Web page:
WASHINGTON – As a vote neared on a bipartisan abortion amendment to the Senate’s version of health care reform legislation, three leading U.S. bishops said the proposed revision “simply corrects … grave departures from current federal policy.”
In a Dec. 7 letter to senators, the chairmen of three committees of the U.S. Conference of Catholic Bishops threw their support behind an amendment to be offered that day by Sens. Ben Nelson, D-Neb.; Orrin Hatch, R-Utah; Robert Casey, D-Pa.; and five others.
The amendment would “keep in place the long-standing and widely supported federal policy against government funding of health coverage that includes elective abortions,” the bishops said, and is similar to one approved by the House in November before passage of its Affordable Health Care For America Act.
“Like that amendment, it does not change the current situation in our country: Abortion is legal and available, but no federal dollars can be used to pay for elective abortions or plans that include elective abortions,” the bishops said.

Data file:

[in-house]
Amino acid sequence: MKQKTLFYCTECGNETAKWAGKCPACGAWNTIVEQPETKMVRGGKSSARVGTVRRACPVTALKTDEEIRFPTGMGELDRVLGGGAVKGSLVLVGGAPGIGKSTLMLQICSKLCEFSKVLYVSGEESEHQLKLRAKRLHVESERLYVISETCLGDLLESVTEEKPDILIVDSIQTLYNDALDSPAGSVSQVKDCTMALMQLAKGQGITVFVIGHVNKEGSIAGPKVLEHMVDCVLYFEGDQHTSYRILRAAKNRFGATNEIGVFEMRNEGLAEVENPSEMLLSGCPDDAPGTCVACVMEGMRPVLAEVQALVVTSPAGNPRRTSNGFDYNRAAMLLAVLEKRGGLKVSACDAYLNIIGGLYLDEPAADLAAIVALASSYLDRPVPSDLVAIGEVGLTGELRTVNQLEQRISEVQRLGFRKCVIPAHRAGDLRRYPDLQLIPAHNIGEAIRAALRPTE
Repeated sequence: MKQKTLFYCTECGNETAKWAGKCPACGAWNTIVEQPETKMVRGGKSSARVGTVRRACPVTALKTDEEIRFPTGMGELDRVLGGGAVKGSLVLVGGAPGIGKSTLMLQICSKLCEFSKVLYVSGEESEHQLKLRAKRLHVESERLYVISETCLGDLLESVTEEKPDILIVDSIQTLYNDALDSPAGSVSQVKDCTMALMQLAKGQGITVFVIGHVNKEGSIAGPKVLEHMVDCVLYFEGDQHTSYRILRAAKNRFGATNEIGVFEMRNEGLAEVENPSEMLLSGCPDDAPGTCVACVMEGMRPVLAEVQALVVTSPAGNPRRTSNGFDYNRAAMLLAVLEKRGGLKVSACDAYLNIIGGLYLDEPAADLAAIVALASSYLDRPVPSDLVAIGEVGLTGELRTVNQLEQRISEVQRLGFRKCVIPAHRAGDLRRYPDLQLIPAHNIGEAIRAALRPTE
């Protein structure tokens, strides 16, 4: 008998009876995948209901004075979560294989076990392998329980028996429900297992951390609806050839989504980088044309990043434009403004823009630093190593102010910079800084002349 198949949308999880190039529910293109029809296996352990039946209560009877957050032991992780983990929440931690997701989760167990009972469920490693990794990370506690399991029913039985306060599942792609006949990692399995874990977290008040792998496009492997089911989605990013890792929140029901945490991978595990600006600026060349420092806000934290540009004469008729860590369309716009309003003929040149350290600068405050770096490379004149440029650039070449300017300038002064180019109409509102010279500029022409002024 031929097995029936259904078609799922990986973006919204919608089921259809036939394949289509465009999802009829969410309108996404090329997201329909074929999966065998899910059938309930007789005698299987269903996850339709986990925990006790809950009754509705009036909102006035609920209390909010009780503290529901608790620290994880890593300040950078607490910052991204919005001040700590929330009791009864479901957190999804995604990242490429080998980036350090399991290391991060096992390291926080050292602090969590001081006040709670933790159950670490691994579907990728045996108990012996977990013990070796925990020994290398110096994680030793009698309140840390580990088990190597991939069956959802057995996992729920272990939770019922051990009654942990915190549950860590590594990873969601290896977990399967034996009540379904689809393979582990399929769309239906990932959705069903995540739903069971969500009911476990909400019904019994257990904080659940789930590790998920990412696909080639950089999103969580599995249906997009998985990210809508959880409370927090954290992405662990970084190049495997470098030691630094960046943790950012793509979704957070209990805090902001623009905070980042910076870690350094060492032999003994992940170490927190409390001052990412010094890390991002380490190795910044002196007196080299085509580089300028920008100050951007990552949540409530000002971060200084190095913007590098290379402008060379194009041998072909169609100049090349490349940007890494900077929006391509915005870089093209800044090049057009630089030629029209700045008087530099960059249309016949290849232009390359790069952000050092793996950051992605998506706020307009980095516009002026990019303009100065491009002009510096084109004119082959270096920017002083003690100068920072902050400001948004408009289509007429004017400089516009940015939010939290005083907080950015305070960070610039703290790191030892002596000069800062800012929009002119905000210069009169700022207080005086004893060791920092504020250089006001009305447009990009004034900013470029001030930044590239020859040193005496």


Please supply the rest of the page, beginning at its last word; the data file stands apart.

“This amendment does not restrict abortion, or prevent people from buying insurance covering abortion with their own funds,” they added. “It simply ensures that where federal funds are involved, people are not required to pay for other people’s abortions.”
Along with their letter, the USCCB leaders sent each senator copies of two fact sheets – one on abortion and conscience problems in the Senate health reform bill and the other detailing what the Senate amendment would do.
The letter was signed by Bishop William F. Murphy of Rockville Centre, N.Y., chairman of the USCCB Committee on Domestic Justice and Human Development; Cardinal Daniel N. DiNardo of Galveston-Houston, chairman of the Committee on Pro-Life Activities; and Bishop John C. Wester of Salt Lake City, who heads the Committee on Migration.